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While Marfa has a long military history and has served as a popular destination for movie crews, it was artist Donald Judd that put Marfa on the map. He began buying buildings here in the 1970s, working with New York's DIA Foundation to find a permanent h

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Originally appeared in Two Days in Marfa, Texas
on September 1, 2010
While Marfa has a long military history and has served as a popular destination for movie crews, it was artist Donald Judd that put Marfa on the map. He began buying buildings here in the 1970s, working with New York's DIA Foundation to find a permanent h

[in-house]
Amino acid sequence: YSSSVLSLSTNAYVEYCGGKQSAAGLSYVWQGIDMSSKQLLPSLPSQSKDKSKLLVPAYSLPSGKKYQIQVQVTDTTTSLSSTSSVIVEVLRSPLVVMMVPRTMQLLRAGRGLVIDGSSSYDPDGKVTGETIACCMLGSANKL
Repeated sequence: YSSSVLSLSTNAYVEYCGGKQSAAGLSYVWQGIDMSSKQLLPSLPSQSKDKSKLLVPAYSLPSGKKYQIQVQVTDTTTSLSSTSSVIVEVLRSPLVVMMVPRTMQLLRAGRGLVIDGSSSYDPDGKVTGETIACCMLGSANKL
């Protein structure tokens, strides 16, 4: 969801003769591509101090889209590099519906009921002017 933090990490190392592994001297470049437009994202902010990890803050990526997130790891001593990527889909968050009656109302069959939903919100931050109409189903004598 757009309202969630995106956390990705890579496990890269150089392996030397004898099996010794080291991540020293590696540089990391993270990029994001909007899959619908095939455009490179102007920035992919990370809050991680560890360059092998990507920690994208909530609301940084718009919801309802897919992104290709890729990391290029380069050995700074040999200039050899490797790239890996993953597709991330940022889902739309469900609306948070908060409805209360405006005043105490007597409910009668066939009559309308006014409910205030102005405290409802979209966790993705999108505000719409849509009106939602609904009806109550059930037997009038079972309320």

While Marfa has a long military history and has served as a popular destination for movie crews, it was artist Donald Judd that put Marfa on the map. He began buying buildings here in the 1970s, working with New York's DIA Foundation to find a permanent home for his large-scale pieces. He purchased 340 acres that once belonged to the military—in fact German POW's were housed here after World War II—and used existing artillery sheds and barracks to house his installations. Here we see his fifteen untitled works in concrete, which he placed from 1980-86. Each structure was poured on-site, and though I wanted to get closer, I was warned that it was rattlesnake season. No thanks.

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